They could search the Internet for the cultural information they're looking for, but with access to the very people they are observing, member checking becomes a convenient option to gain the insights necessary for understanding. In this case, the researcher can review the transcripts of any audio captured during observations with their participants to get a more complete sense of what was said, what was meant, and what role it played in the observed research context.
Member checking is a key component in any research involving human participants. Particularly if you collect data for research inquiries in which you are an outsider to the context, you can benefit from member checking and gaining access to an insider perspective to the knowledge you are looking to address.
In general terms, the member checking process seeks to bolster the accuracy and validity of the study. However, these two concepts can refer to many things. Likewise, researchers employ member checking to incorporate feedback from participants for many reasons.
First, the accuracy of the data collected from participants is important for capturing their perspectives. Narrative accuracy checks can be as simple as ensuring the researcher has accurately documented the times, dates, and people involved in the stories that people tell during interviews or discussions in focus groups. As time-consuming as this may seem, the effort taken in making sure that the elements of a participant's utterances are documented with sufficient accuracy ultimately informs the rest of the research process from analysis of the data to discussion of the findings.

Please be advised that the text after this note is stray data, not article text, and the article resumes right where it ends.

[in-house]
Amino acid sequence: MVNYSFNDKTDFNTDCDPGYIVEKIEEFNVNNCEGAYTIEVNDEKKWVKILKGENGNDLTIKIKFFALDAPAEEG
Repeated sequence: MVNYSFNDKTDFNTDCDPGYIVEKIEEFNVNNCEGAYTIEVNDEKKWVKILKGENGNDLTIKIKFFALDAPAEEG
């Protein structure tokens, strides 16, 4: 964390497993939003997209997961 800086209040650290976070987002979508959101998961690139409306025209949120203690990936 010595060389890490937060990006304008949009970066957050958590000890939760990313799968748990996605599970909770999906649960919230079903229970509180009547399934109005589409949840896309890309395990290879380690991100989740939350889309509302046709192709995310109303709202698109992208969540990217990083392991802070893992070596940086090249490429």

Member checking for descriptive validity is the process of confirming the accuracy of the researcher's observations with their participants. In this case, it is not the representation of participants' perspectives being assessed but the representation of what the researcher sees while in the field collecting data. This is especially useful when they are in a context with which they are unfamiliar. Imagine that a researcher observes a cultural ritual conducted in a language that they do not understand or for reasons that they do not know. They can document their observations in field notes and then conduct member checking with participants who are more familiar about the ritual to gain deeper understanding of the culture.
Member checks also extend beyond whether the data itself is accurate or not. When a researcher interviews participants and elicits narratives about their daily lives, what meaning can they draw from such stories? While a researcher can make a guess or inference about such meanings, they can benefit from employing member checking for interpretive validity to give participants the opportunity to contextualize their previous utterances and affirm or challenge the conclusions made about the collected data. This collaborative approach ensures that researchers capture as comprehensive a picture of the participants' worldviews as possible.
How to conduct member checking
Keep in mind that member checking need not be a formal or rigid process. The overall goal is to gain a familiarity of the context so you can analyze it with greater depth and rigor. How you achieve that, given the relationships you have with your participants and the breadth and depth of the data you have collected, is for you to determine.
Member checking can be a useful process if you keep in mind the following considerations.